Traveling alone or with family can be a stressful enough activity without the added worry of how to stay safe and healthy during your trip. There are many ways you can make sure you’re prepared to handle just about any mishap traveling can throw at you. Before you go, plan on taking these tips into account.
An oldie but a goodie: this post was originally published on 4/23/15.
You’ve probably stopped by our library once or twice and noticed that we have very few books on our shelves compared to most libraries. The actual number is somewhere around 1,100, but out of those, 737 are allowed to be checked out; the rest are meant to exclusively serve the medical curriculum that is taught at the College.
Being a specialized library, we realize that most of the books available for you to checkout probably wouldn’t be considered light reading. Should you find yourself interested in reading up on medical procedures, terms, or techniques, we’d be happy to point you in the correct direction – just stop by the front desk and ask one of our staff to help you find what you’re looking for on our shelves! For all our other avid readers who don’t quite fancy brushing up on their medical knowledge, we’d like to introduce you to (or remind you about) our Interlibrary Loan service!
Oh hey, remember this thing?
Perhaps not, the device didn’t have a long life in the consumer world. This is the Google Glass. A few years back as wearable technology was enjoying massive popularity, Google developed this headset that would allow users to access the internet and do things like check email and make phone calls all with a simple voice command: “Ok Glass”. Released originally as a beta product, a buzzing community of “Glass Explorers” was created to play with and test the device, developing apps and exploring ways in which the Glass could be useful. For various reasons (including the limited way in which one could get their hands on a pair), the device didn’t exactly take off, and the program fizzled out (fun fact – our very first Tech Talk Thursday blog post discussed the end of the Glass Explorers program if you’d like to read a little more). But what’s become of the Glass since then?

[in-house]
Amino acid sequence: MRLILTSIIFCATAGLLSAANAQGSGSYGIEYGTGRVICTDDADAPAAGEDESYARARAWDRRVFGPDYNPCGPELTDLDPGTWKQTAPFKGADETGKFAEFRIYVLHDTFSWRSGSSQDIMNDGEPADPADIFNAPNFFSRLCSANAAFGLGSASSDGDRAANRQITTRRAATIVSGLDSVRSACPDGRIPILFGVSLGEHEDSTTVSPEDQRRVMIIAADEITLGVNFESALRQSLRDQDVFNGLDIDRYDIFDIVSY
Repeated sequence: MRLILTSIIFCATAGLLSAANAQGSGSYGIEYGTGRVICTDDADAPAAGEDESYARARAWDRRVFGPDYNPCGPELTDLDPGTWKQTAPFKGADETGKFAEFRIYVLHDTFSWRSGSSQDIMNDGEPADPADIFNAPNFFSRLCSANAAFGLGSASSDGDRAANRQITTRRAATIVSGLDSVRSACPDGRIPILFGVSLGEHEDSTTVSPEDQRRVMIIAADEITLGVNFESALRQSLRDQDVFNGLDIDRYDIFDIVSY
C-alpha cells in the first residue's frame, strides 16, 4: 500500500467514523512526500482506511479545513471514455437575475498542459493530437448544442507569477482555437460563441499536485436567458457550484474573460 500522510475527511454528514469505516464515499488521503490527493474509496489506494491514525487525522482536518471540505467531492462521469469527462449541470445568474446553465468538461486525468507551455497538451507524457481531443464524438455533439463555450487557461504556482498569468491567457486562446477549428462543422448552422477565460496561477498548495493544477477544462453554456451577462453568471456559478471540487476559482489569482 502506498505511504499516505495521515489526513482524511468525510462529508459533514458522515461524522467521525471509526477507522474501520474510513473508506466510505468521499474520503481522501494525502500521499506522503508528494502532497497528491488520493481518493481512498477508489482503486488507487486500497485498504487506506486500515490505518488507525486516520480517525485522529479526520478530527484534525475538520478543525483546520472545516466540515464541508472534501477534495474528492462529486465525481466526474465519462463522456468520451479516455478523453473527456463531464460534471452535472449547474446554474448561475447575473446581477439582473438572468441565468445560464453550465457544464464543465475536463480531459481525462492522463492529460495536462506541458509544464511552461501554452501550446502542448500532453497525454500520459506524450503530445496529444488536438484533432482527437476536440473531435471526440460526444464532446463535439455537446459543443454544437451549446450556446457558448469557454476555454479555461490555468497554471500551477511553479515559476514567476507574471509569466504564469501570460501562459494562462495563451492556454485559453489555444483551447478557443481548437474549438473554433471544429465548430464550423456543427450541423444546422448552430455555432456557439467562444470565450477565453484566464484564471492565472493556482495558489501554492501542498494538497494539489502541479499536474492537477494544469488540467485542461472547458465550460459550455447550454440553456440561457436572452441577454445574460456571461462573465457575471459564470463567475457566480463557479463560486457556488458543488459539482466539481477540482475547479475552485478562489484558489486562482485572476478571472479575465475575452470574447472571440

If you’ve ever found yourself wandering down the aisles of your local grocery store staring pensively at the rows upon rows of vitamins, natural remedies and supplements, you’re not alone. It can be difficult to determine if any of these products can safely support your health and wellness goals. To wrap up this month’s focus on nutrition, we’d like to introduce you to a database you may not know much about which can help you tackle those tough questions. Here are some ways the Natural Medicines database can help you out, and why you should add it to your arsenal of reliable health resources.
Back in September of 2016, a pretty neat bit of history was made in the library world. The Library of Congress swore in its first ever African American into the role of Librarian of Congress. The appointment was significant for a few other reasons as well; to understand why, you’ll need a quick history lesson!
An oldie but a goodie: this post was originally published on February 18th, 2016.
Pursuing a career in medicine can be a challenging experience for anyone. For many aspiring Black doctors, these challenges were often associated with discrimination and a lack of opportunities to prove their worth, particularly in the early 19th and 20th centuries. Many barriers had to be torn down and doors opened before access to a quality medical education could be achieved for people of color. To celebrate Black History Month, we’re sharing with you a brief history of how these opportunities were built.